First a recap of a Limpkin adventure with no actual proof. Also, have you ever noticed that Siri constantly wants to change the word Limpkin to Simpkin? I didn't even know it was a word. The Urban Dictionary says it is "A white man that confuses himself as a black man".
a couple weekends ago I got the kayak up on the truck and headed to the Black River to try and find a Limpkin seen near the Three Sisters near Atkinson, NC. What a beautiful place.
It is thought that some of these Bald Cypresses could be over 2000 years old. Not a typo!
About a mile or two upriver I found a cypress stump with a bunch of discarded fresh water clam shells.
I didn't think there was any other critter than could have produced this mound of shells and figured I was hot on the Limpkin's trail. Someone has since pointed out to me that a Muskrat also eats clams. However, I don't think a Muskrat would have hauled them onto this stump.
After taking this photo I rounded a curve in the river and flushed the Limpkin! Of course my camera was in my dry bag and I had no chance to get a picture. I kept paddling around hoping to locate it but struck out after about 3 more hours of looking. I plan to go back. Based on the clam shell mounds littering this place, I suspect this bird is sticking around.
Sparkling Jewelwing - there were quite a few of these on the river and it took me forever to identify it because my go to site for identification is Jeff's Nature Pages and I thought he had pictures of all the NC Odes, but this one is missing. Maybe I need to take him out on this river.
Then last week I went to the outer banks to chase the Curlew Sandpiper found by Audrey W at Pea Island. I spent most of one day there and only came away with a couple decent pics of common birds. What a fruitless chase...
Nice comparison of Greater and Lesser Yellowlegs.
Back home I made it out on the spit a couple times. Thousands of shorebirds are coming through now but nothing rare.
A Semipalmated Sandpiper in a sea of Western SPs.
Whimbrels and Godwits and others..
Thousands of Semipalmated Plovers are coming through.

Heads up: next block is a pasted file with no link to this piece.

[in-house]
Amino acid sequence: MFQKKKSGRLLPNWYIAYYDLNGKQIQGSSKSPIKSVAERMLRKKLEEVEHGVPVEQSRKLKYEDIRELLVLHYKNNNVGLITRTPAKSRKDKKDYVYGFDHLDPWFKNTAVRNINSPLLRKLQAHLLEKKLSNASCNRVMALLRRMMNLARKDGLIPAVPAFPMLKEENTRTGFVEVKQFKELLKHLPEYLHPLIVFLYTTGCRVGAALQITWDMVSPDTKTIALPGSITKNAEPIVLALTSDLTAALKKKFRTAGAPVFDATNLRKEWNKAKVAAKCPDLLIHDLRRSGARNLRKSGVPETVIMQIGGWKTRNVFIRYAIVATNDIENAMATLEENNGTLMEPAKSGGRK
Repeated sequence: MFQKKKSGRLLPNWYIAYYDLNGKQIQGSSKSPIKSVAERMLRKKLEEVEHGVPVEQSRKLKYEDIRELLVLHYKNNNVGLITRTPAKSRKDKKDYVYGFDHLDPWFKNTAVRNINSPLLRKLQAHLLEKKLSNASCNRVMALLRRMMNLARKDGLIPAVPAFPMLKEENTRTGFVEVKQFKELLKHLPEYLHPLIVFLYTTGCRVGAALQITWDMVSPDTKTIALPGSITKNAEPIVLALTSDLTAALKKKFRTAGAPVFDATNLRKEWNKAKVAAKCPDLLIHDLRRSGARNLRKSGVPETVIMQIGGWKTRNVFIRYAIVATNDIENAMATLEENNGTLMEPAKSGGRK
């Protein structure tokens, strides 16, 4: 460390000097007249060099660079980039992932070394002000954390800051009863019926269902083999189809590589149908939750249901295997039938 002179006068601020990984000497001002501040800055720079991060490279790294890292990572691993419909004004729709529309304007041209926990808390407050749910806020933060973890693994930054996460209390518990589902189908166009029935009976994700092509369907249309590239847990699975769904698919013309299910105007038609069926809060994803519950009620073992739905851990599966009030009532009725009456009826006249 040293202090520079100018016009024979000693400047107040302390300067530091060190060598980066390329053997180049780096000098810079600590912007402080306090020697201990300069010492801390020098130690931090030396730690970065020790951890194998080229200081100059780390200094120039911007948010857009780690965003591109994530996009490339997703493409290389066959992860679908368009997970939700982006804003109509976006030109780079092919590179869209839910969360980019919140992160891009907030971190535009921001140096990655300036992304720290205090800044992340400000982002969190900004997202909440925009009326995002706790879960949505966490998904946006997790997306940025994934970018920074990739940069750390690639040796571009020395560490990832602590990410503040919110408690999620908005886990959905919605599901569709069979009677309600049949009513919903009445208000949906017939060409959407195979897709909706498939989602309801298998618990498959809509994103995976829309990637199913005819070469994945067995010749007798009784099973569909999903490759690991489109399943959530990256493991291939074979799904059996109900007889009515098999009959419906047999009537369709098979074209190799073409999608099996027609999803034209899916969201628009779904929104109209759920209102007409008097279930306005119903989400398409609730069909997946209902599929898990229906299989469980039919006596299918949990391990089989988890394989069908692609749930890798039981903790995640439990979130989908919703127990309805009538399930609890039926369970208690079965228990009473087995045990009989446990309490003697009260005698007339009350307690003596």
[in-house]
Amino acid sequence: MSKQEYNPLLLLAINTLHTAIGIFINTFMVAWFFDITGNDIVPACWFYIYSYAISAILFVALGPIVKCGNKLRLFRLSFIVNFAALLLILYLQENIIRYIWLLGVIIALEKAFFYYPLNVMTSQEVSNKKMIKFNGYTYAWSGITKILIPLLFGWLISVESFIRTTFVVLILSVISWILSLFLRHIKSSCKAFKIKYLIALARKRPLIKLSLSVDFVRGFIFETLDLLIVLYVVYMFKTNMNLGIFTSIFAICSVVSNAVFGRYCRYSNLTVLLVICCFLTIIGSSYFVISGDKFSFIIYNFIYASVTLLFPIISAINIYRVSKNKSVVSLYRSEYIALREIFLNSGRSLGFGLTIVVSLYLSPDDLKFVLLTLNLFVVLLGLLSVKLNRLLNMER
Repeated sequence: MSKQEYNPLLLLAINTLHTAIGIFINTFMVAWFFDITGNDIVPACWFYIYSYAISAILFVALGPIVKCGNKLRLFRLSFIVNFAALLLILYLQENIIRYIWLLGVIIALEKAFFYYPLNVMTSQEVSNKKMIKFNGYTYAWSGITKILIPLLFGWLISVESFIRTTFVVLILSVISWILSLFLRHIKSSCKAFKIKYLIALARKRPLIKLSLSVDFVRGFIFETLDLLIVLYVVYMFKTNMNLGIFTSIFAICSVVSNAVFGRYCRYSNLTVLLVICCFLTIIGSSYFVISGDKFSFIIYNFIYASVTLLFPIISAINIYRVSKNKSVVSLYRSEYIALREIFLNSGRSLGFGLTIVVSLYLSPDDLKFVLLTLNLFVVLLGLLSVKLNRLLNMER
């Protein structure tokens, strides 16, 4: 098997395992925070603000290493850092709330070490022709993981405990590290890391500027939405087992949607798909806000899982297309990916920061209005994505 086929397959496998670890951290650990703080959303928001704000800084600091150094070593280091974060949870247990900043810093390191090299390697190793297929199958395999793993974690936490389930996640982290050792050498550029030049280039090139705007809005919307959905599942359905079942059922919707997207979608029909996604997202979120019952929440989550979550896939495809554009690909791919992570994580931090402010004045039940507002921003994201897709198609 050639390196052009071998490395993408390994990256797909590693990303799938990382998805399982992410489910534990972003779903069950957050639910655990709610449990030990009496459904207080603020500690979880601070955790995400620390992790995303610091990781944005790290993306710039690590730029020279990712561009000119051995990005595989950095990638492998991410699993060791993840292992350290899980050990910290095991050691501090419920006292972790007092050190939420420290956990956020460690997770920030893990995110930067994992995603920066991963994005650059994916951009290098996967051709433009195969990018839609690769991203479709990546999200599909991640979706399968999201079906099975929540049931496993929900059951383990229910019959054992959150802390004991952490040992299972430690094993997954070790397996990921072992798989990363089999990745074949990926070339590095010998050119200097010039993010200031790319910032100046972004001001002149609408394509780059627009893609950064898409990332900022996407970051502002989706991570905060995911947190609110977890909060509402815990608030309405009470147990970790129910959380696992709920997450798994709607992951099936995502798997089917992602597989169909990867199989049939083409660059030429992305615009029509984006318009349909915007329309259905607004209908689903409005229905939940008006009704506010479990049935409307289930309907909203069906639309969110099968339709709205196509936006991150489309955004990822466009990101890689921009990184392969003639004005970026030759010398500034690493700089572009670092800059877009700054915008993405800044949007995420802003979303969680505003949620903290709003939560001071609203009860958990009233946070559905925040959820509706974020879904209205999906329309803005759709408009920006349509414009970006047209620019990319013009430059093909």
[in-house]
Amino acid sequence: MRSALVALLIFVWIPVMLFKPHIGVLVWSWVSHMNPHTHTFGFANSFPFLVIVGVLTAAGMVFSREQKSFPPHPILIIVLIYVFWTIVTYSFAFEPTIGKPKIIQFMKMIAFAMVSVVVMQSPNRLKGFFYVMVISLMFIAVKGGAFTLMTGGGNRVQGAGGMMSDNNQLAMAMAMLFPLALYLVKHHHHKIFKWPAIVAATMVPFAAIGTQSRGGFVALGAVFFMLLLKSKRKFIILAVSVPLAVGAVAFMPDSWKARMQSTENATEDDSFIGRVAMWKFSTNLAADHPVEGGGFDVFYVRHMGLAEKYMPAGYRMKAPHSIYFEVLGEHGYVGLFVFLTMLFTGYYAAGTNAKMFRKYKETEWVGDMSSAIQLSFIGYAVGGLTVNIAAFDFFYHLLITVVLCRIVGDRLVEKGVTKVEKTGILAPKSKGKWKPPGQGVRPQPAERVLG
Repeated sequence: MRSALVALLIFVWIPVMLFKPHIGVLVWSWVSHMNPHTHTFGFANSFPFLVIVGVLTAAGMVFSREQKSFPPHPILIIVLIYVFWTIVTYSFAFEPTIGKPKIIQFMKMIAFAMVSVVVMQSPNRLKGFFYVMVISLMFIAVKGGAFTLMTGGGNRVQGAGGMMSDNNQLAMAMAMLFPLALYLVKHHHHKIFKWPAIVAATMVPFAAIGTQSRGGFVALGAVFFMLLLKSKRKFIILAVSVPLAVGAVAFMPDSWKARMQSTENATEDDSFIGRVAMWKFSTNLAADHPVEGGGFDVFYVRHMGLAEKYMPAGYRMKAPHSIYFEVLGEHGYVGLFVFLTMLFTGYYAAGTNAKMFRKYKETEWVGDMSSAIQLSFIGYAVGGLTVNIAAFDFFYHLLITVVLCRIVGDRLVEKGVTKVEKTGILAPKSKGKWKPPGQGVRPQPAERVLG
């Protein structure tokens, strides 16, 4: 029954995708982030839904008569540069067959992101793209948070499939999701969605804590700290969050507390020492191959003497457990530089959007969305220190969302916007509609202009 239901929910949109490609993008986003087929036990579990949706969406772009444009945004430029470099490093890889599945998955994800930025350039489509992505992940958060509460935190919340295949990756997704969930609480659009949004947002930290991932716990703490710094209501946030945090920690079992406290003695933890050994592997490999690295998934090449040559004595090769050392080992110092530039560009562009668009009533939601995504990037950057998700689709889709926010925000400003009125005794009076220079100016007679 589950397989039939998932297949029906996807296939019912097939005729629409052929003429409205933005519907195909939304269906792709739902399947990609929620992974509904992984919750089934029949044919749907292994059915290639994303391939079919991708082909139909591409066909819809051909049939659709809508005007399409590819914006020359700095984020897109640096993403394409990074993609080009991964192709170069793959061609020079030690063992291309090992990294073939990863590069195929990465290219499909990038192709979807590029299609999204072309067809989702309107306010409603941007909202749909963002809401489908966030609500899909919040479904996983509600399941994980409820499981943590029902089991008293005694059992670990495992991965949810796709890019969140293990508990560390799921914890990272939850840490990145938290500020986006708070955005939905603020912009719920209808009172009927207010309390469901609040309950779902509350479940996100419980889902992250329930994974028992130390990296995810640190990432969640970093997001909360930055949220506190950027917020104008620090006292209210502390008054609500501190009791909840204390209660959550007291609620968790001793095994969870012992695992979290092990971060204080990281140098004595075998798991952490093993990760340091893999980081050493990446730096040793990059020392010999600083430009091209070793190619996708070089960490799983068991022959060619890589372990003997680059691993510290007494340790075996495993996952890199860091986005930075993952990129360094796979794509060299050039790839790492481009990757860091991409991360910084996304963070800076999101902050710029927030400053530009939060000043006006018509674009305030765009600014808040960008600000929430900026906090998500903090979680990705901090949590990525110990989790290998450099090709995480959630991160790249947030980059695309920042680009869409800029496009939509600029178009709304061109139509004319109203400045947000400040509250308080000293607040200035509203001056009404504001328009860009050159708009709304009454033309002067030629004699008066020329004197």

A Western already in winter plumage or a semi with a long bill?
A more typical Western SP.
Take note of the dowitcher on the right. Look at the V that forms by the supercilia (eye brows). Note how the supercilia pinch together. Now keep that in your mind's eye. This is a Short-billed.
WTF!!! Sam and I had this strange looking juvenile Royal Tern at the spit. Even young birds don't have such small bills.
A more typical Royal Tern.
A call from Sam mid week had me driving to ILM airport for Upland SPs.
As the clouds shifted and light changed, the birds would take on a buffy color and I tricked myself to thinking Buff-breasted SP. However, I think all the ones I found were Uplands.
Five of them!
Then finally I left work around 2pm on Friday to chase the Curlew SP again. This time about an hour's drive away I got a call that the Curlew had moved to Bodie Island!! Serendipitous! This was a much better place to find and photograph this European traveler. I drove about 90 mph the rest of the way and got there just as the light was perfect about 7pm.
Curlew SP on the left. The birds were constantly flushing due to all the traffic but they kept coming back.
Curlew SP hanging with Stilt SPs, Pectorals and some peeps.
On Sunday, I made it on a pelagic but the waves were gnarly and half way out the inlet we had to turn around and they cancelled due to rough seas. Bummer.
At Pea Island I took this photo of two flying herons/egrets and now that I study it, I think they are Reddish Egrets!
Common Wood-nymph. A new Butterfly for my life list!
Long-billed Dowitcher with Short-billed.
Look at that V formed by the supercilia! No flaring in the bottom. A real nice specimen of Long-billed.
Tail pattern with wider dark lines than light ones.
The Curlew SP was still at Bodie!
After a little nap he flew off never to be seen again!
And now it is my turn to fly. I am going to Maine for 10 days to visit my brother and stay on a private island! Looking forward to it.